Joe Biden either believes the premises of his campaign for the presidency, or he does not. Either way, the death of Supreme Court Justice Ruth Bader Ginsburg on Friday gives him an opportunity, as surely as it gives America occasion to mourn a legal giant.
Most people know the stakes: Ginsburg’s death gives President Donald Trump one last chance to name a Justice before an election he’s likely to lose. It gives Republicans one last chance to cement a majority on the court. Which they want desperately, having lost the popular vote in six of the last seven presidential elections. With an electorate now too diverse, educated and liberal on social issues to put many Republicans in the White House, they likely won’t choose another soon.
So, Trump will nominate someone before the election, and the GOP-controlled Senate will try to confirm them before giving way to a newly-elected — likely Democrat-controlled — Senate in January. Biden can seize the initiative from Trump by announcing his own shadow nominee so voters can choose. And that nominee should be former Georgia legislator and gubernatorial candidate Stacey Abrams.
The premises of Biden’s campaign boil down to two. The policy premise is that laws should serve everyone, not just the privileged. That matches Ginsburg’s legacy of equal protection precedents, which enshrined in American life the once-radical notion that women are people. The political premise is that demographic change during Biden’s career — America is browner, more equal between races, and women are twice as likely to have college degrees as in 1980 — has made America more open to the court as Biden would shape it.
Nominating Abrams lets Biden highlight the biggest constitutional mistake the Court has made under Chief Justice John Roberts — the narrowing of voting rights, which Republican legislators across America have seized upon to try to stop blacks from voting.
Few things in this election would serve Biden better than putting the right to vote — for everyone — front and center. Oddly, for a democracy, voting rights are popular. Abrams, after her narrow loss in a 2018 gubernatorial race she blames on the GOP’s purging 500,000 voters from the rolls, is a walking symbol of the fight against ballot-access shenanigans Trump and other Republicans have embraced. She now runs a non-profit to fight the voter suppression tactics Roberts’ Court blessed in 2013 — which Ginsburg’s dissent said was “like throwing away your umbrella in a rainstorm because you’re not getting wet.”
The threshold act of being human in a democracy is having the unquestioned right to vote. One party wants a one-person, one-vote system, period. The other sells pettifogging that somehow always ends in one side trying to keep the voting pool small and white.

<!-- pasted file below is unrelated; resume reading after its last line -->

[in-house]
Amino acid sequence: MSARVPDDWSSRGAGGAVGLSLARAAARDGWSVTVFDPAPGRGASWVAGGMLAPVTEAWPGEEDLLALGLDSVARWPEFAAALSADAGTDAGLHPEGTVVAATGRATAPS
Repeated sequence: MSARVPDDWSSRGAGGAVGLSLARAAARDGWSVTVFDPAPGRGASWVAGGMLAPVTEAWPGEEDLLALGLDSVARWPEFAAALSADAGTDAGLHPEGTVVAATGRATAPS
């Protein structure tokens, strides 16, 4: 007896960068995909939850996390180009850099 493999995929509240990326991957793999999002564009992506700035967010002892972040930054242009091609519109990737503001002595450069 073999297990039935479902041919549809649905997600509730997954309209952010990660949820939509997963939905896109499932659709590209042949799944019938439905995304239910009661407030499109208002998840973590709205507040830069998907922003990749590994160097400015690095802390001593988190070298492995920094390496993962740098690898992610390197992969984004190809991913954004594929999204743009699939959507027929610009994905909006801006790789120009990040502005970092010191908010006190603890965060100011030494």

That’s a fight Biden wins. So he should provoke it. Nothing provokes it better than Justice Abrams, who would fulfill Biden’s promise to name a Black woman to his first Court vacancy. The shadow nomination also would put abortion rights even more squarely on the ballot — in the view of proponents, reproductive rights also affirm the basic humanity of women.
Recent Democratic presidents have usually made their Supreme Court nominations as cautious and vanilla as possible, avoiding culture-war fights they feared losing. Even Ginsburg was seen as a moderate when appointed in 1993. But the culture’s different now.
So, Mr Biden, be bold. Biden’s promise to pick a Black woman all but precludes the usual path of tapping a federal appellate judge for the Court, so he has to be unconventional. No Black woman US Circuit Court judge is younger than 67. The 46-year-old Abrams’ background as a state legislator and Yale Law graduate is little different than that of former Justice Sandra Day O’Connor — a Stanford-trained lawyer and former state legislator who was a state-court judge when Ronald Reagan nominated her.
Sometimes the best Justices are precisely those who aren’t experienced judges. Name one who changed the world more than Chief Justice Earl Warren, a ex-Governor of California.
For Biden, whose whole argument is that he understands real people’s lives better than the trust-fund-cosseted Trump, there’s no more tangible way to prove it than disclosing his own real-world Supreme Court pick right after Trump.
The president will pick from potential nominees vetted largely by the Federalist Society, which preaches judicial restraint but practices right-wing judicial activism. His choice will surely pleases either or both of the GOP’s corporate-donor wing and evangelical base. Neither represents America.
Biden can pick from America, and for American values like democracy and equal protection. Voters will see the difference — and like it. And tying Biden’s likely victory to the Court pick is the best way to stop an anti-democratic GOP’s drive to ignore the people and stack the court.